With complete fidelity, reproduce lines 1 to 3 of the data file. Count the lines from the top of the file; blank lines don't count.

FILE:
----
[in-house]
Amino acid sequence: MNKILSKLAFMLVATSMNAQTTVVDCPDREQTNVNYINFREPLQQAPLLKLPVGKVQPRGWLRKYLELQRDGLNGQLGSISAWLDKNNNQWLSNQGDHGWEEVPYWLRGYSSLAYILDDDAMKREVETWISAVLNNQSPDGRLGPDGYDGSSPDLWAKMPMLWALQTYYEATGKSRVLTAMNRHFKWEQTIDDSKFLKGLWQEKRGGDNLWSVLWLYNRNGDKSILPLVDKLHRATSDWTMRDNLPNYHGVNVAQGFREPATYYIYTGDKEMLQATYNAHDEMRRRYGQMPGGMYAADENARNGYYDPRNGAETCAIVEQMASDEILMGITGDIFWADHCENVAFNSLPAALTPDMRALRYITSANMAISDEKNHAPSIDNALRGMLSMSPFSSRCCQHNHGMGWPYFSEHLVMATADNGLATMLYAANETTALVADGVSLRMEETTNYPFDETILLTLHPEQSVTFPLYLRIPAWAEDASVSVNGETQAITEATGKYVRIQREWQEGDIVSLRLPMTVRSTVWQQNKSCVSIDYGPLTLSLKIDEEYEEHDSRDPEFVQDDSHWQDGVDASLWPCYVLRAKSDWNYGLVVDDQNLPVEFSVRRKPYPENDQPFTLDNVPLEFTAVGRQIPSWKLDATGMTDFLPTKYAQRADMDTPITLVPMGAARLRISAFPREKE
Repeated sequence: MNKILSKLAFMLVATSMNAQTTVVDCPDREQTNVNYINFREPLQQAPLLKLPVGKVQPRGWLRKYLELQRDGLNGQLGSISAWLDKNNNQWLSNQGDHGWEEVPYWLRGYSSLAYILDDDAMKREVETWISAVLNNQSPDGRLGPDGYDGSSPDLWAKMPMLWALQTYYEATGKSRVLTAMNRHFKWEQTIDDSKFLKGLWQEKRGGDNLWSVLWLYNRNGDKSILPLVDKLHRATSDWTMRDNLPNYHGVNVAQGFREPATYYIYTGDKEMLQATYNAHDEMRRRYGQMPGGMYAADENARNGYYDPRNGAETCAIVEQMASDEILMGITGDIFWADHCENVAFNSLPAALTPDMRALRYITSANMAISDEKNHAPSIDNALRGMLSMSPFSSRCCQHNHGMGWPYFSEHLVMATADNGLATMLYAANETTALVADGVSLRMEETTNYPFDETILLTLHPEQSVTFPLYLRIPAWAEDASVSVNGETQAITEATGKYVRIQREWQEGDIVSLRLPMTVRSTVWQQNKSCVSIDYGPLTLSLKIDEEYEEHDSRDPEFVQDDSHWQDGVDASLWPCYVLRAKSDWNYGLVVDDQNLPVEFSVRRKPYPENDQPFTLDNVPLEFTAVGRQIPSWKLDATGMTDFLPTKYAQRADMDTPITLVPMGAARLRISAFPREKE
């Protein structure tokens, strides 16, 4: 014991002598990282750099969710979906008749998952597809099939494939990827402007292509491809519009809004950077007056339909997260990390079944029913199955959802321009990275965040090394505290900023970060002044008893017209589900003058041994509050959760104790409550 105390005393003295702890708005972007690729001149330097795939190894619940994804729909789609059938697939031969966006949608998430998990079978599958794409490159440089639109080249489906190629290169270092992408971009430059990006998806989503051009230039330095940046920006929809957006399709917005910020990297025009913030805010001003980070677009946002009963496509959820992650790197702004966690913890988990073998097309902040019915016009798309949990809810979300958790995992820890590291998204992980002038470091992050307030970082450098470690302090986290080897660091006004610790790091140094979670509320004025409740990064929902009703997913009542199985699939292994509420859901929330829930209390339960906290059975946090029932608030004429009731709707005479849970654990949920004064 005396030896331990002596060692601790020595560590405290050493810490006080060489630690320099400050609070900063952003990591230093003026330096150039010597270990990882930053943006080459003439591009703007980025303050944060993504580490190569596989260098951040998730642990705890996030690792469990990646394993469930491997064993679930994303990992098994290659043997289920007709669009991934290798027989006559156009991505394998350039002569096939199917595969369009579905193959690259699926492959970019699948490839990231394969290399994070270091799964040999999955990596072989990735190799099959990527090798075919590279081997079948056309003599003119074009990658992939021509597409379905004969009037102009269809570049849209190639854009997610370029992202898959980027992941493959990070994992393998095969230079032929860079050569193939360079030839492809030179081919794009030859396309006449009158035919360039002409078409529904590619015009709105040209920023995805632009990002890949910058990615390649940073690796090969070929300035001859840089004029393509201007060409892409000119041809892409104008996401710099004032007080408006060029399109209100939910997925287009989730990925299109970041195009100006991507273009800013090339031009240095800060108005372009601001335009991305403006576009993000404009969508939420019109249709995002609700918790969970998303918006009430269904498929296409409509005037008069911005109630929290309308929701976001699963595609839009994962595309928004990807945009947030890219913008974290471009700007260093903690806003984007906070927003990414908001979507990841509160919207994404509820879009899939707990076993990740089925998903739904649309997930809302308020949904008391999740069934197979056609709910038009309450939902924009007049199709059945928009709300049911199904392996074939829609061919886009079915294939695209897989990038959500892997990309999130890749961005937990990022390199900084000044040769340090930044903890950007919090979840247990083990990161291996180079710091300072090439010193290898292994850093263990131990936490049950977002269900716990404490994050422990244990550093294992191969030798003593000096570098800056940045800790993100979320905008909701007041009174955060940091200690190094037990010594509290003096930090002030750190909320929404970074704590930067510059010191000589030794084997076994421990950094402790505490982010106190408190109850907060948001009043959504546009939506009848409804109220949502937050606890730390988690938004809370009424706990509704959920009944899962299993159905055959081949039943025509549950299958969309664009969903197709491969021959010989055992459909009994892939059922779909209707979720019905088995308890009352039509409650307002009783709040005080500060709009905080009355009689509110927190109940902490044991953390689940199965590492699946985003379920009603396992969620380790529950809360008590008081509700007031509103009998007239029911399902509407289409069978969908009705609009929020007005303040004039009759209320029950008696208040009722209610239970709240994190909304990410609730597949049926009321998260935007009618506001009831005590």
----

[in-house]
Amino acid sequence: MNKILSKLAFMLVATSMNAQTTVVDCPDREQTNVNYINFREPLQQAPLLKLPVGKVQPRGWLRKYLELQRDGLNGQLGSISAWLDKNNNQWLSNQGDHGWEEVPYWLRGYSSLAYILDDDAMKREVETWISAVLNNQSPDGRLGPDGYDGSSPDLWAKMPMLWALQTYYEATGKSRVLTAMNRHFKWEQTIDDSKFLKGLWQEKRGGDNLWSVLWLYNRNGDKSILPLVDKLHRATSDWTMRDNLPNYHGVNVAQGFREPATYYIYTGDKEMLQATYNAHDEMRRRYGQMPGGMYAADENARNGYYDPRNGAETCAIVEQMASDEILMGITGDIFWADHCENVAFNSLPAALTPDMRALRYITSANMAISDEKNHAPSIDNALRGMLSMSPFSSRCCQHNHGMGWPYFSEHLVMATADNGLATMLYAANETTALVADGVSLRMEETTNYPFDETILLTLHPEQSVTFPLYLRIPAWAEDASVSVNGETQAITEATGKYVRIQREWQEGDIVSLRLPMTVRSTVWQQNKSCVSIDYGPLTLSLKIDEEYEEHDSRDPEFVQDDSHWQDGVDASLWPCYVLRAKSDWNYGLVVDDQNLPVEFSVRRKPYPENDQPFTLDNVPLEFTAVGRQIPSWKLDATGMTDFLPTKYAQRADMDTPITLVPMGAARLRISAFPREKE
Repeated sequence: MNKILSKLAFMLVATSMNAQTTVVDCPDREQTNVNYINFREPLQQAPLLKLPVGKVQPRGWLRKYLELQRDGLNGQLGSISAWLDKNNNQWLSNQGDHGWEEVPYWLRGYSSLAYILDDDAMKREVETWISAVLNNQSPDGRLGPDGYDGSSPDLWAKMPMLWALQTYYEATGKSRVLTAMNRHFKWEQTIDDSKFLKGLWQEKRGGDNLWSVLWLYNRNGDKSILPLVDKLHRATSDWTMRDNLPNYHGVNVAQGFREPATYYIYTGDKEMLQATYNAHDEMRRRYGQMPGGMYAADENARNGYYDPRNGAETCAIVEQMASDEILMGITGDIFWADHCENVAFNSLPAALTPDMRALRYITSANMAISDEKNHAPSIDNALRGMLSMSPFSSRCCQHNHGMGWPYFSEHLVMATADNGLATMLYAANETTALVADGVSLRMEETTNYPFDETILLTLHPEQSVTFPLYLRIPAWAEDASVSVNGETQAITEATGKYVRIQREWQEGDIVSLRLPMTVRSTVWQQNKSCVSIDYGPLTLSLKIDEEYEEHDSRDPEFVQDDSHWQDGVDASLWPCYVLRAKSDWNYGLVVDDQNLPVEFSVRRKPYPENDQPFTLDNVPLEFTAVGRQIPSWKLDATGMTDFLPTKYAQRADMDTPITLVPMGAARLRISAFPREKE